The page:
Mountain Musings: On Assumptions

Mountain Musings – A guest column by Dottie Simmons who lives in eastern Humboldt County describes life at her rural homestead:

Mountain Musings long Dottie Simmons

Mountain Musings long Dottie Simmons

Spring is a wild ride, especially here on the north face of a mountain at 2500’. Nature certainly has a mind of its own and we mere mortals are fools to assume the progression will follow a set pattern.
I used to think there was a set timing to things. Not entirely specific to date, but close. Start this now, transplant then. Expect blossoms by such and such a month and harvest in ‘X’ month. Etc., etc….
We would fret if we were running late pruning or getting the garden ready, or worry if plants were ‘late’ to bloom or set fruit. Nature loved to torment me.

It took many, many years for me to accept anomalies to what I assumed was ‘normal’. I still don’t always like them, but it is no longer a major source of angst when there is an early or late freeze or other garden affecting nature glitch. I have learned to (mostly) roll with the punches. To adapt, not expect.

29º mornings

So we always start a few extra plants (OK, maybe more than a few, but I can usually find homes for them) in case they don’t germinate well. I separate and transplant some and pot some in case we lose some of the first planting. Things such as corn and beans, which we start directly in the ground, I will plant extra in flats in the greenhouse the same day to fill in any future gaps from poor germination, weather issues… or gophers (#$@#%@!).

Rain and mist

I no longer assume blooms are late, or fret about having to replant things (carrots, this year) that germinate poorly. I don’t feel rushed to get things in the ground if the weather works against it. I long ago learned tomatoes and such will catch up to ones planted earlier in favorable weather.

We’ve seen snow here on May 20th and a seriously killing frost (26º!!) on June 6th. We’ve seen killing frost in mid-September followed by 2-1/2 months of perfect, balmy weather, after all the peppers and basil and squash were killed. We’ve learned to have covers ready and back up plants in greenhouses for things that are important to us. We no longer assume there will be a bounty of fruit every year, wet weather, frost, even strong winds while trees are blooming can interfere with pollination. So we preserve extra when we can to have slack for a less abundant year…

But most of all we’ve learned to not be surprised by whatever nature throws at us. There is no norm that one can reliably base an assumption on. And that is more apparent all the time as things are changing around us.

Irises in the sun by Dottie Simmons

May 3

I have always heard what Darwin learned wasn’t that it’s survival of the strongest or fittest, but survival of the most adaptable. And to be adaptable you definitely have to toss out your assumptions.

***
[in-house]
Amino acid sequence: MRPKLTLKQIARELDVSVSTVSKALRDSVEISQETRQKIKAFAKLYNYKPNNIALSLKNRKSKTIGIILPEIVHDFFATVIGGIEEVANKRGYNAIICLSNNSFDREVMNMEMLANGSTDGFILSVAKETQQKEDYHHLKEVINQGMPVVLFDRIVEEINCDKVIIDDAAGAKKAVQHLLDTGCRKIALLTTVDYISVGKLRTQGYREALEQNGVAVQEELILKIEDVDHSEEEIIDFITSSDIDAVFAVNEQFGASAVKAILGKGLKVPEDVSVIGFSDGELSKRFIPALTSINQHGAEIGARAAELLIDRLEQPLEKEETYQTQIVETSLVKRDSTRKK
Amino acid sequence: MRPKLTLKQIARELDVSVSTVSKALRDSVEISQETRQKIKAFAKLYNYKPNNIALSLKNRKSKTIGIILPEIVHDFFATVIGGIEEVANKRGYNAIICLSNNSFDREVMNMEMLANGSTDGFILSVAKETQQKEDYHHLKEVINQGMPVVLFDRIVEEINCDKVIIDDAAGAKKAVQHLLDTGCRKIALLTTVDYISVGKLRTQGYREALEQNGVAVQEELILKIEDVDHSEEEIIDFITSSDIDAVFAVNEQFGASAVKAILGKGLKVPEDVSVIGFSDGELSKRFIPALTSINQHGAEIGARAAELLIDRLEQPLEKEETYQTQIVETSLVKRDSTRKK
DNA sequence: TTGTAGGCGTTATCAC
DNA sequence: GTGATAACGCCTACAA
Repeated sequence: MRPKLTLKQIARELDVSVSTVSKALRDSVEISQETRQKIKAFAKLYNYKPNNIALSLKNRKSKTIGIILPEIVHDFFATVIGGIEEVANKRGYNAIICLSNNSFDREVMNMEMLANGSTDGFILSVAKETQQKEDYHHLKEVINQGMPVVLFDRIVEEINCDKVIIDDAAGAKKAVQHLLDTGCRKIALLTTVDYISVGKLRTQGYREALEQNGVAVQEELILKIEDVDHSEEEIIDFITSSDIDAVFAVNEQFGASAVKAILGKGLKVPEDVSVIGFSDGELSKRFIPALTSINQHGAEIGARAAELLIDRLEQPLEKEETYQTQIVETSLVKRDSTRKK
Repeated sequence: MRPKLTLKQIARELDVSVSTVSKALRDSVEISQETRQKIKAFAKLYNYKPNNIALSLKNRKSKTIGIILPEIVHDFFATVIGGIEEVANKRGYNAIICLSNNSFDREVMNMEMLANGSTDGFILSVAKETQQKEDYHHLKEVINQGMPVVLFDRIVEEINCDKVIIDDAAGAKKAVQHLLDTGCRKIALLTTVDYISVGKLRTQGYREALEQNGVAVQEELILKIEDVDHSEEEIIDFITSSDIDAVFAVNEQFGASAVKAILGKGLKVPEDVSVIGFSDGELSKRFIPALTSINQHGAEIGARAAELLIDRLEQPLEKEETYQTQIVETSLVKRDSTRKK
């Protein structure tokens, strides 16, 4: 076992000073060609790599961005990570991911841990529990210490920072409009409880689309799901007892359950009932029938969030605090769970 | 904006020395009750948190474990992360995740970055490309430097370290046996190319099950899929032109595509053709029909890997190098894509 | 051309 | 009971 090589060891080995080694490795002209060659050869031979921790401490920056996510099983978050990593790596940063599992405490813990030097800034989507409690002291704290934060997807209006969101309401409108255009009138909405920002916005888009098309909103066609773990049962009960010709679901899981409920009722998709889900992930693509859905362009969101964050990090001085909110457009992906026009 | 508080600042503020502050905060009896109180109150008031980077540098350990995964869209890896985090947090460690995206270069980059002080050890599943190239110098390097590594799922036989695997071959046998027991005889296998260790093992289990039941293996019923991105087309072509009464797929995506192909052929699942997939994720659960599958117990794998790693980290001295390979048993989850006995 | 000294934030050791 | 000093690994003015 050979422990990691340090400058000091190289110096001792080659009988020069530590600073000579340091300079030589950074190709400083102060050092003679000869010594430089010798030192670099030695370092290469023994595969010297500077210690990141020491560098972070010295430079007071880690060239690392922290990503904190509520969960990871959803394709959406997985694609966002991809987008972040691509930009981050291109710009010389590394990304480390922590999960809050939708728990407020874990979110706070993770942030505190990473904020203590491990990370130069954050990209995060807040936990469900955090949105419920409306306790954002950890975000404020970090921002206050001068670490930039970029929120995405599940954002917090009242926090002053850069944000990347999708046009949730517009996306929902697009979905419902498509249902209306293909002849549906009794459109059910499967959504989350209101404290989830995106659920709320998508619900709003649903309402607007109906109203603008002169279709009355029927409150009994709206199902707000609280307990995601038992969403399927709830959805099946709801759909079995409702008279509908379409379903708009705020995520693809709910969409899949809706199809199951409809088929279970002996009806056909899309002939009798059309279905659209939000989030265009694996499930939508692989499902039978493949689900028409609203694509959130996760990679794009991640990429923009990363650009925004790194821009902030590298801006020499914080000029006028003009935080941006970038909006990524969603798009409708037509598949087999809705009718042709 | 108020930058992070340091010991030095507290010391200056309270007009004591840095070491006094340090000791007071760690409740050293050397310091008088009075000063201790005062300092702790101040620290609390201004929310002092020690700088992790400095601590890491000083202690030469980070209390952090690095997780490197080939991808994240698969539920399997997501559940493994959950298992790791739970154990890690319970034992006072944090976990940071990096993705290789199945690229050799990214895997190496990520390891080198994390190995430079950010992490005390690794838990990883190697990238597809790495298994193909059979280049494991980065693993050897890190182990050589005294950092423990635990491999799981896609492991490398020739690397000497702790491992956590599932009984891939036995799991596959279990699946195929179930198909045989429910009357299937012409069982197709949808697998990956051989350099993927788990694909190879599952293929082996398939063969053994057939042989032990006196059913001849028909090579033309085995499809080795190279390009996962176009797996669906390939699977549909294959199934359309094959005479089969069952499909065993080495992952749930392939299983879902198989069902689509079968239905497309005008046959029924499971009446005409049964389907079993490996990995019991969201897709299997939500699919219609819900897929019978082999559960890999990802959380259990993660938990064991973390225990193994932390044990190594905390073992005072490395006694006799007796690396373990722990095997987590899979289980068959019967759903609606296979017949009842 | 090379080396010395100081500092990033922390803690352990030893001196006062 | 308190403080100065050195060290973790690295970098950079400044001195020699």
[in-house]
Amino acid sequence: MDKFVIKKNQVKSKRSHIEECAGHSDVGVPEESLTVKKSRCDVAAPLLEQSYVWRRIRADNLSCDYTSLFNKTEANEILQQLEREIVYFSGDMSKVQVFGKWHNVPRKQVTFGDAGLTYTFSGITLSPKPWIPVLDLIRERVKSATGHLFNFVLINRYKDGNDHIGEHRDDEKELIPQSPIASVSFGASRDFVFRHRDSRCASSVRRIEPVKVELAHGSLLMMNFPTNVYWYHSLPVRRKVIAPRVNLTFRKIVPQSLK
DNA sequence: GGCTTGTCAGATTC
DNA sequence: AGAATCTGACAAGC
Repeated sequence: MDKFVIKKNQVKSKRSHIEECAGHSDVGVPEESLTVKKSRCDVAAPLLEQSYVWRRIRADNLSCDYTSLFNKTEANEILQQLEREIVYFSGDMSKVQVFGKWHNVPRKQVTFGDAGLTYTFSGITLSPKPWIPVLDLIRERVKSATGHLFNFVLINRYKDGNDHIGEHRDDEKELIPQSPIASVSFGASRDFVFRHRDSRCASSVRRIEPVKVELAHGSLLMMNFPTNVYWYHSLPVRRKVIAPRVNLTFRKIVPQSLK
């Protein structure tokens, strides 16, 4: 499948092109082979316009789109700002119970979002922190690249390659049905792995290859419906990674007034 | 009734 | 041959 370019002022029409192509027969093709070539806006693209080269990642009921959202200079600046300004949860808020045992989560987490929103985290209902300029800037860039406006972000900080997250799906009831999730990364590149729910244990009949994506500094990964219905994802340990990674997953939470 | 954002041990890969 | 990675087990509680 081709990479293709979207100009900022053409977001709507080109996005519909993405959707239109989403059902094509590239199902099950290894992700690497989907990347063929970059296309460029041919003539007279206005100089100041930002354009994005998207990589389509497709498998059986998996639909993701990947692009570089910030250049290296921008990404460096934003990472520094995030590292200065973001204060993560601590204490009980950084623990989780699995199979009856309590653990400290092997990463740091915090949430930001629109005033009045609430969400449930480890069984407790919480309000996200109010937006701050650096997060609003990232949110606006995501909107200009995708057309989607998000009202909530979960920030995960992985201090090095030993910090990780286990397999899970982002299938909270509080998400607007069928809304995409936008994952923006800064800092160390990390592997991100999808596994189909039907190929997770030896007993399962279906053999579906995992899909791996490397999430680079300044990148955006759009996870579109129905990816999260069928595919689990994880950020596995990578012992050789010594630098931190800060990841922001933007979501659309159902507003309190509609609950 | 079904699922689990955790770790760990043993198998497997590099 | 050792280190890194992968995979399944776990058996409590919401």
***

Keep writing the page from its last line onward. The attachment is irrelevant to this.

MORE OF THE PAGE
Snow on Irises by Dottie simmons

May 4-what a difference a day makes!


Join the discussion! For rules visit:

Comments system how-to:

Notify of

This site uses Akismet to reduce spam. Learn how your comment data is processed.

Newest Most Voted
Inline Feedbacks
View all comments
Ernie Branscomb
Ernie Branscomb
8 days ago

When we lived in Redway we had a sweet garden spot. As a refrigeration contractor early summer was a busy time for me, so the garden got neglected at lot. My father-in-law, bless his heart, decided he would weed the garden for me. You guessed it… everything that I had planted from seed and was coming up nicely….GONE! He did leave the tomatoes and squash. But, talk about heartbreak. I smiled nicely and thanked him. It was a bad garden year. Father-in-laws are far worse than gophers.

Dave Kahan
Dave Kahan
1 day ago

As a forestry contractor, I occasionally come home from work with firewood in the truck. When I lived at my old place before splitting up with my ex, I would dump it next to where I parked, to be dealt with later. Soon after we moved into the house we built, I was gone for six weeks working on wildfires. My ex mother in law was visiting at the time. When I got home, about a quarter cord of firewood was down the hill from the road. While my ex was at work one day, she took it upon herself to help prep for the fire insurance inspection. “I was just trying to help!” claimed she. The moral of the story is that problematic in laws know no gender difference. She was and is a lovely person. I just wished she would have asked first.

tru matters
tru matters
8 days ago

A yes, the start more than you need method. Actually Nature does that, puts out a lot of things in hope some survive. Look at all the seeds in fruit and some vegetables.
Nature recognizes her own unpredictable self.